Looking in the mirror: 2012 numbers, 2013 goals

man in the mirrorAs I did a year ago for 2011, here I am looking in the mirror at my 2012 numbers and 2013 goals:

  1. This blog:
    • 130 blogposts (78 “real” posts and 52 aggregated lifestream-events)
    • 109285 pageviews, the most popular individual article being 5 tips to tackle the problem with iframes (8622 views). Off all new 2012 blogposts, Fix Samsung ICS Exchange connection errors was read most with 5727 views.
    • 294 comments (including trackbacks and my own replies)
    • Main goal for 2013: carry on, I guess? Maybe some more personal posts in Dutch. I’ve always loved to write in my native language, but it can be pretty time-consuming as I tend to rewrite a text multiple times before I’m OK with wording and flow (which I’m not as sensitive to in my non-native English).
  2. WP YouTube Lyte, my WordPress plugin to do “lazy load YouTube embedding”, is doing really well:
    • 9 minor and 2 major releases including the big 1.0.0 milestone
    • 66286 downloads (passing the 100.000 downloads mark in July)
    • Main goal for 2013 and long overdue; responsiveness but also even better performance (less reliance on JavaScript to do heavy lifting, using less http-requests).
    • Moreover, I was honored to see Yoast’s Video SEO plugin has support for WP YouTube Lyte and equally proud to be able to decline a commercial proposal to have my plugin add a link next to each and every LYTE player.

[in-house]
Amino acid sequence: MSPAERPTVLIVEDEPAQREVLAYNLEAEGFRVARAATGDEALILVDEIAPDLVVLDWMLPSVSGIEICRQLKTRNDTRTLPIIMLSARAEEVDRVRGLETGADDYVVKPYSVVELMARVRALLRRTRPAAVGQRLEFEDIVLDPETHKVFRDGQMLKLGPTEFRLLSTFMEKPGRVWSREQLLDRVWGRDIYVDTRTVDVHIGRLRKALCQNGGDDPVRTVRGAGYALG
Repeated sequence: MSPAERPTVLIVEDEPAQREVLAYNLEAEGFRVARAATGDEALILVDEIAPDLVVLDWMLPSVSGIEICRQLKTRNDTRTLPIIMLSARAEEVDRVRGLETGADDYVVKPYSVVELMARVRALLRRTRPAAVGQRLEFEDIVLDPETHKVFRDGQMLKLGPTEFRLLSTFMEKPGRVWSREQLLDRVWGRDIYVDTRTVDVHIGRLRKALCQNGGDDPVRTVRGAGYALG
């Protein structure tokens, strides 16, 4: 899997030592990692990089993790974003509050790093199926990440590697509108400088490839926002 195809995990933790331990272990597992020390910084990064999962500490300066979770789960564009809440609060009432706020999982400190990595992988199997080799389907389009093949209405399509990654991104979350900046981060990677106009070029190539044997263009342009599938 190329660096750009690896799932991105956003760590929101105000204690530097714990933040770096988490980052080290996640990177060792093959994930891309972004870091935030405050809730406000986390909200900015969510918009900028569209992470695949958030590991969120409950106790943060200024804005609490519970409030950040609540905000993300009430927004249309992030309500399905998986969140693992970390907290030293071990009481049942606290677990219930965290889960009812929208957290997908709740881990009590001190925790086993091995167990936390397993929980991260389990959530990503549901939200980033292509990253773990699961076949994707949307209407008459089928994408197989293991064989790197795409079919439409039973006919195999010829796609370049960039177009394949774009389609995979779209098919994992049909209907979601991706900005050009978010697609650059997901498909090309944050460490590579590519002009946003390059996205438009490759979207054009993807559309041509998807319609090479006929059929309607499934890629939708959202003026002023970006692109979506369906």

3. WP DoNotTrack 2012 proved a fruitful year for my 3rd party tracking filtering plugin:

2012 was also the year that I got to know Drupal & Acquia a lot better, the year my lovely daughter learned how to read, the year I grew scared of Europe’s economical & Belgium’s political future, the year I saw Radiohead live and the year I finally learned how to fly.

2 thoughts on “Looking in the mirror: 2012 numbers, 2013 goals

    1. frank Post author

      hmm … a domain/ ip address blacklist will likely not be part of wp donottrack in the near future. idea is that the site owner himself gets to explicitly decide what is allowed (using whitelist) or not allowed (using the blacklist). any other features you think are needed?

      Reply

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